There was a 1st dan who left our dojo within the last year. Shes a good person, and she was a welcomed face in the dojo. She wasnt anyone special, I guess you could say. She didnt teach nor take on any responsibilities. In the grand scheme of things, her being there or not being there didnt change anything beyond another friendly personality being around. She didnt hang out with people outside the dojo. So in all it wasnt like the dojo lost this person who was a strong presence.

She told our CI that she felt she couldnt make the commitment she felt her training deserved. She is self employed and has an erratic work schedule. Add family to that, and she felt she was half-assing karate and wasnt doing things the way she thought she should be doing it. Understandable and respectable reason for leaving IMO. Within about 3 months, my CI found out she was training under a karate teacher whod been kicked out of our dojo several years ago for some pretty bad things. Shed been there for several months before she left our school.

My CI is a very good guy. He doesnt feel anyones obligated to train with him. Hes never given anyone a hard time about leaving. Hes one of those rare people I put on a pedestal of respect; not because of karate nor some stupid stereotype of life coach guru; but because hes that quiet, well spoken type whos genuine and always seemingly does the right thing. Even when people have seriously wronged him, hes got a way of staying classy about the situation.

My CI wasnt angry that she left. He wasnt angry she went to someone who he had serious problems with in the past and still occasionally gives him new problems. If people are going to be happier somewhere else, hes genuinely happy for them. Hes never bad mouthed anyone for leaving.

He was disappointed. Disappointed she lied to his face. When I asked him where shes been, he told me the story. Paraphrasing, he said It doesnt bother me in any way that she went to him. She had a good relationship with him when he was here, its closer to her home and work, shes got several friends there, and the schedule fits her better. If she likes the way he teaches, its a no-brainer to train there instead. Hes a good teacher. What gets me is why did she feel like she had to lie to me? Shes seen others leave, and shes seen people tell me theyre going to train under him, and Ive never given anyone a hard time. And Ive never bashed anyone after theyve left. Its just disappointing.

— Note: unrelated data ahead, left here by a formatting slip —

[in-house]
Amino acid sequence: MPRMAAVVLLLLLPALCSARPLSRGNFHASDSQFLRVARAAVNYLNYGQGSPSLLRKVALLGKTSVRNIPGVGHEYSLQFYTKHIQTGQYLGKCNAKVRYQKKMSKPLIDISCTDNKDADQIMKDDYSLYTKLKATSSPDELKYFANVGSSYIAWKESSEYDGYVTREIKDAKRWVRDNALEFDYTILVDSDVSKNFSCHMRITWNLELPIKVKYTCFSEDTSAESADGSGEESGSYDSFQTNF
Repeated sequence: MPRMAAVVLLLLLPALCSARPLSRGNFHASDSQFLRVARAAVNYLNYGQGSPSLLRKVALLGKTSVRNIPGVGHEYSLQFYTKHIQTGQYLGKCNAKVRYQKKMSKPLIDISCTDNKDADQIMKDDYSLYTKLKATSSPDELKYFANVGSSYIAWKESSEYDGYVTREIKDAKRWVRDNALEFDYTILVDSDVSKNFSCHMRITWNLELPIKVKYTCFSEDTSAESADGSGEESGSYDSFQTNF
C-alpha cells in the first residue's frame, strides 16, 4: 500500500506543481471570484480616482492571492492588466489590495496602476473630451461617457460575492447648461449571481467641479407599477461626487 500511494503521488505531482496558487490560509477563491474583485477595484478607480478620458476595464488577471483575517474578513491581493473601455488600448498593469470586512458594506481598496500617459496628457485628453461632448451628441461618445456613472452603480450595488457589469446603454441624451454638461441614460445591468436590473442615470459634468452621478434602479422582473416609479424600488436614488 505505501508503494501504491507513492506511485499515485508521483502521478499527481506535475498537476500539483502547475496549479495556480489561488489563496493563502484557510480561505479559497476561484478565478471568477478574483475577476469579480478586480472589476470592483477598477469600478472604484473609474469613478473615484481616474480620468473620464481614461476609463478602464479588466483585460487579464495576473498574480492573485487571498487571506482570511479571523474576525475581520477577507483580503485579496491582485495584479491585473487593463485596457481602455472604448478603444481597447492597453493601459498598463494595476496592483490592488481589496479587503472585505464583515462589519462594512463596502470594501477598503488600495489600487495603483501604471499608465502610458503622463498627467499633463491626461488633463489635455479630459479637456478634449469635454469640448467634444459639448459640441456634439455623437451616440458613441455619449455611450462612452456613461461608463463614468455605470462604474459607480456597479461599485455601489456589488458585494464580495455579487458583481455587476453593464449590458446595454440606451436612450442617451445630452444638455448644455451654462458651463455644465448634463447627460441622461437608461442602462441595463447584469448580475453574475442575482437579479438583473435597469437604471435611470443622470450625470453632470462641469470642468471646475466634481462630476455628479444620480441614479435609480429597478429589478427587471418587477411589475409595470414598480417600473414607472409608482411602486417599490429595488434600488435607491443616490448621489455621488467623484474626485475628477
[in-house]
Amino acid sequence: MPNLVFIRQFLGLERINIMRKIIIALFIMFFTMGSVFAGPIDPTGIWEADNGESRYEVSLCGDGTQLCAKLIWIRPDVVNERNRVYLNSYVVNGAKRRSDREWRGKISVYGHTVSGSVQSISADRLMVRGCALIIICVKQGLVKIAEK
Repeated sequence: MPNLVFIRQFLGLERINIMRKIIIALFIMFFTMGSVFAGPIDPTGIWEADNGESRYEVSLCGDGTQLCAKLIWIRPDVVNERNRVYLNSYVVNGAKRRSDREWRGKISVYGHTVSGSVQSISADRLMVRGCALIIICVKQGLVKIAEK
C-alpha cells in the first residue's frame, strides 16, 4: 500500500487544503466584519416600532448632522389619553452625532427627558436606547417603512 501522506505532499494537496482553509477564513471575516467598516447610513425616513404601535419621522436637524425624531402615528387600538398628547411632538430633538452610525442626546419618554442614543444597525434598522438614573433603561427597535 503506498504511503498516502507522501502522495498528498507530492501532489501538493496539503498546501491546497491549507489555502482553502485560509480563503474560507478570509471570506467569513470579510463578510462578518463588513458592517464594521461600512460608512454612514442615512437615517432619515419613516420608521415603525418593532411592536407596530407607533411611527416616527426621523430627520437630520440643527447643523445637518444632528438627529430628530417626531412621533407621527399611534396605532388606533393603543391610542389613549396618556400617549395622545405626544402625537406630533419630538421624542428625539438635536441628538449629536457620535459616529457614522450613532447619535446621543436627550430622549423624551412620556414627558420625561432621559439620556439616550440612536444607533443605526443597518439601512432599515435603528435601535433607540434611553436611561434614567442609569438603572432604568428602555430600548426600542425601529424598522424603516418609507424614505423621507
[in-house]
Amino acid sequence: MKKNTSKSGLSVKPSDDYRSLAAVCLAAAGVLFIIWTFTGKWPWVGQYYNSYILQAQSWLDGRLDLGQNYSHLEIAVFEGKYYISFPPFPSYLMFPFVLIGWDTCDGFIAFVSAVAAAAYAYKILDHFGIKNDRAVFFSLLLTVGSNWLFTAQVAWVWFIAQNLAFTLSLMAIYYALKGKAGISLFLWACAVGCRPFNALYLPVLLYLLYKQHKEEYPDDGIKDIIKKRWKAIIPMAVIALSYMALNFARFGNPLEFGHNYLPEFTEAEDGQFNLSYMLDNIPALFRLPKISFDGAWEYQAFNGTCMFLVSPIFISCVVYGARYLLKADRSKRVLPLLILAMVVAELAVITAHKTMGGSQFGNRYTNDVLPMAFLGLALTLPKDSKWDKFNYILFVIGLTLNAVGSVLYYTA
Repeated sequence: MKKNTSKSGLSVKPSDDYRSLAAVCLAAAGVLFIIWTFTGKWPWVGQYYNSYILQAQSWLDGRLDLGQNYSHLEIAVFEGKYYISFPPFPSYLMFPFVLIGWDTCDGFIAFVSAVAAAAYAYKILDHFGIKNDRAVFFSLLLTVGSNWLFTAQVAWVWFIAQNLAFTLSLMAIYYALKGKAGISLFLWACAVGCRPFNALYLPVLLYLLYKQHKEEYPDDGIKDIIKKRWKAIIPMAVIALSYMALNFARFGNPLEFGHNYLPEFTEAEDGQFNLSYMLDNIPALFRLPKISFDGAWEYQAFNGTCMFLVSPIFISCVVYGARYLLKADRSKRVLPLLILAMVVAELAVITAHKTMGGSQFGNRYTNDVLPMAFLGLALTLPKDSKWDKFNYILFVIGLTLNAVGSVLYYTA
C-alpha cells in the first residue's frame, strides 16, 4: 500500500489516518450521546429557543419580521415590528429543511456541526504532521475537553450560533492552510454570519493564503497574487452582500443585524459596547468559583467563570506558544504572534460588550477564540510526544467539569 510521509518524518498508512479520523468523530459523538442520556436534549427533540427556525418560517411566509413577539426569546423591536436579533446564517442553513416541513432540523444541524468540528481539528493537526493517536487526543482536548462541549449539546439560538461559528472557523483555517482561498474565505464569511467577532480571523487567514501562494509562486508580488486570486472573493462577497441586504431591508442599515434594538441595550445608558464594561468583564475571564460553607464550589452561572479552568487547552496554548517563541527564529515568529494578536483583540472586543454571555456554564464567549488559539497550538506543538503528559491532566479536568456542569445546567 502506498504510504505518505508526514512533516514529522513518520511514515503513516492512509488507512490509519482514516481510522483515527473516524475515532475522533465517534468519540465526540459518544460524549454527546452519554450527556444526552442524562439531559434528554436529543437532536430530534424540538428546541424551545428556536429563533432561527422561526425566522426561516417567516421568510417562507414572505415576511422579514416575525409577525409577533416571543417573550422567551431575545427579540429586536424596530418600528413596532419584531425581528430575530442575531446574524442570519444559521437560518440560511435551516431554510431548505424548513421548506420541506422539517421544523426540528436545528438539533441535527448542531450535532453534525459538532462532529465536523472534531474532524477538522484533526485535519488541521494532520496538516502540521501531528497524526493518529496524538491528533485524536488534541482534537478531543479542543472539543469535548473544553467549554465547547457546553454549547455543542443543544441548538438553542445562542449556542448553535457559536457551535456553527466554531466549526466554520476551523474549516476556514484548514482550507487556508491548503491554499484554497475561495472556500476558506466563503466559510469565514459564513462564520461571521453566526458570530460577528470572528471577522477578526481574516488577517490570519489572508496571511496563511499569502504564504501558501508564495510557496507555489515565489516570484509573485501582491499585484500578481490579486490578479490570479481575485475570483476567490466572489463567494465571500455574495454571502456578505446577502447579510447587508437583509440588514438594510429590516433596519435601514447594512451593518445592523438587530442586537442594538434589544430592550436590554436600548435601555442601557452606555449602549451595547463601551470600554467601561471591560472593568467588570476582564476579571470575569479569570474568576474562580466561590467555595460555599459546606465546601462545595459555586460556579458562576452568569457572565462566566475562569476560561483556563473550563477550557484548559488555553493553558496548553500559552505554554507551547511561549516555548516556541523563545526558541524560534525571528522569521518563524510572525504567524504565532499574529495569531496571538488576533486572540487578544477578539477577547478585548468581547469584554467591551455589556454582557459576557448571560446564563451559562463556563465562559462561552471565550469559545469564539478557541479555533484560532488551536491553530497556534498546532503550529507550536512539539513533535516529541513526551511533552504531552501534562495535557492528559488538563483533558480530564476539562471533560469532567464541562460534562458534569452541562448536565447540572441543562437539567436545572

If your CI has been good to you, just be honest. You cant control how hes going to act, all you can do is control how you act. If this is a person that wronged you and doesnt deserve the respect of a goodbye, then walk away. If not, treat them the way youd want to be treated. You obviously think just walking away isnt the best way, otherwise you wouldnt have asked.

Sorry for the novel.
 
Last edited:

skribs

Grandmaster
Joined
Nov 14, 2013
Messages
5,749
Reaction score
1,418
Depends on your relationship. You really owe him nothing more than you would anyone youve paid for a service. If you dont talk to him, you will certainly burn a bridge, which isnt usually a good idea. That said, he may take your leaving as a defection, and burn the bridge anyway. Hard to say.

Also, its not dishonest to just leave, any more than it would be dishonest for you to stop going to your local sports bar in favor of the new one down the road.

If you leave without saying anything, pretty much a guarantee you burn the bridge.
If you leave and talk to him, there's a chance to burn the bridge and a chance not to.

I'd rather opt for the option that has a bigger chance of not burning the bridge.
 

Steve

Mostly Harmless
Joined
Jul 9, 2008
Messages
19,253
Reaction score
4,757
Location
Covington, WA
If you leave without saying anything, pretty much a guarantee you burn the bridge.
If you leave and talk to him, there's a chance to burn the bridge and a chance not to.

I'd rather opt for the option that has a bigger chance of not burning the bridge.
exactly. Or at least burn it knowingly.
 

_Simon_

Senior Master
Joined
Jan 3, 2018
Messages
3,554
Reaction score
1,891
Location
Australia